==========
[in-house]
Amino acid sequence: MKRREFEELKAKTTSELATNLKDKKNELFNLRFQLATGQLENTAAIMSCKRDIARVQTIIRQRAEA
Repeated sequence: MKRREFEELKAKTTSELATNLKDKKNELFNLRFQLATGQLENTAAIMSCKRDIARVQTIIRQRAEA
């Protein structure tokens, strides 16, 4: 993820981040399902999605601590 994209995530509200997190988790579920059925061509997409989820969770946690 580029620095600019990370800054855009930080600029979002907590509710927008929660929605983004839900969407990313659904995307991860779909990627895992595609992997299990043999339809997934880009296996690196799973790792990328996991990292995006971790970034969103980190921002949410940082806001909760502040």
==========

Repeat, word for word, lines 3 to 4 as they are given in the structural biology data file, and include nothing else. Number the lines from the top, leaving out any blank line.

Repeated sequence: MKRREFEELKAKTTSELATNLKDKKNELFNLRFQLATGQLENTAAIMSCKRDIARVQTIIRQRAEA
């Protein structure tokens, strides 16, 4: 993820981040399902999605601590 994209995530509200997190988790579920059925061509997409989820969770946690 580029620095600019990370800054855009930080600029979002907590509710927008929660929605983004839900969407990313659904995307991860779909990627895992595609992997299990043999339809997934880009296996690196799973790792990328996991990292995006971790970034969103980190921002949410940082806001909760502040």